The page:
Posted 04 August 2003 - 08:50 AM
My problem: Part of this short involves the protag -- a college-age (or slightly older) woman who hopefully can speak a second language well -- laying in bed, awake, with the lights off. How does one light a room such that it's clear that it's nighttime yet not so dark that the image doesn't come out clear?
This film will be my first under the auspices of Dogme '02, except perhaps not statute #5 depending on mike_h's official interpretation of that tenet.
Posted 04 August 2003 - 08:58 AM
Are you shooting on film or video, if the latter, what format? Are you looking for a realistic or stylistic look? Video is very unforgiving in low light, the worse the format, the worse the image, but if you crank the gain in low-light, you can almost get a look that says "I meant to do that" (which is my own personal filmmaking mantra). If genuine low light is too murky for you, there's always sticking a blue gel over the lens.
And which rule is #5, I forget?
Posted 04 August 2003 - 09:22 AM
Let me post for open discussion the e-mail I sent you:
As I mentioned somewhere on the P'tory Forum, my second-to-next film, "A Week of Prayers," will be filmed under the auspices of Flickerings Dogma. (My next film -- tentatively titled ";" -- won't break any Dogma rules, but it doesn't even marginally touch on Christianity, so.) My current outline for "A Week of Prayers" may break rule #5, however, so before I start pre-production, I need to see if one of my ideas needs to be ditched before it starts.Dale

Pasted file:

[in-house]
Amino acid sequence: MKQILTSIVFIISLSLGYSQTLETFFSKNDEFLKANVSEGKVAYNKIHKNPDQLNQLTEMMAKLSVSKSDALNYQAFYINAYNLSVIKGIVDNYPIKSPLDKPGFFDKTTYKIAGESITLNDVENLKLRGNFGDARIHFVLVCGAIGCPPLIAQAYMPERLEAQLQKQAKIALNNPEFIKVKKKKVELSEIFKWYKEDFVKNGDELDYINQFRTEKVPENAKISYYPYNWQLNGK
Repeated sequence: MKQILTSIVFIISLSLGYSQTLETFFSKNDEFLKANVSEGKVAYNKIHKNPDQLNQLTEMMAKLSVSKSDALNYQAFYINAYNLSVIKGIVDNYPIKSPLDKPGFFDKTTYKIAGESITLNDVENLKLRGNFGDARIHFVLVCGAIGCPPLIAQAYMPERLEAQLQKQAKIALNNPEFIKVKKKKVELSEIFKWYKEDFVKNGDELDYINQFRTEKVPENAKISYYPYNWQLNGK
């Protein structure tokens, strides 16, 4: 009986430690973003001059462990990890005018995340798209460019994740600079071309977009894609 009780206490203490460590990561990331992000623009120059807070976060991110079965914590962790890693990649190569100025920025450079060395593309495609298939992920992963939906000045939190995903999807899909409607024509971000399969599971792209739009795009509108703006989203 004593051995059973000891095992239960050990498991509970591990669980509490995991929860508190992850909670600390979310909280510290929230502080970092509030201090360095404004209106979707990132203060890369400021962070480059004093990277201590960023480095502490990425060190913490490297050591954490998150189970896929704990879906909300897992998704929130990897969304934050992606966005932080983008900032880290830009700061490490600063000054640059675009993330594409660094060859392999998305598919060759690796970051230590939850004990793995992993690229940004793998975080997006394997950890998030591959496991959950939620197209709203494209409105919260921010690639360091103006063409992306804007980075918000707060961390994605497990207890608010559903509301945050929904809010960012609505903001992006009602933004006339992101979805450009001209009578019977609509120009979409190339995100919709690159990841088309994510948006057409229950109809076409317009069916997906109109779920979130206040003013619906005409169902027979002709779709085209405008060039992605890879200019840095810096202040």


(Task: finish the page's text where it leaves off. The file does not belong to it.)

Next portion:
In short: Does rule five only cover non-diagetic music -- i.e. there's no source for the music evident onscreen, nor any other "rational" explanation for the sound -- or is worded music in any form not allowed? Worded a different way: If the music with lyrics follows Dogme 95 rule #2 -- "The sound must never be produced apart from the images or vice versa" -- is it still banned under Dogma 02?
Posted 04 August 2003 - 09:29 AM
Are you shooting on film or video, if the latter, what format?Right now, the plan is to do "Prayers" on MiniDV, and alas my MiniDV camera is ho-hum in even average indoor lighting. (I massively overlit my face in "Ernest" to compensate.)
Are you looking for a realistic or stylistic look?Realistic, alas, although I did consider...
...but if you crank the gain in low-light, you can almost get a look that says "I meant to do that[.]"I also've considered shooting it in decent light, then moving the brightness level way down in post-production. But that might look very, very strange.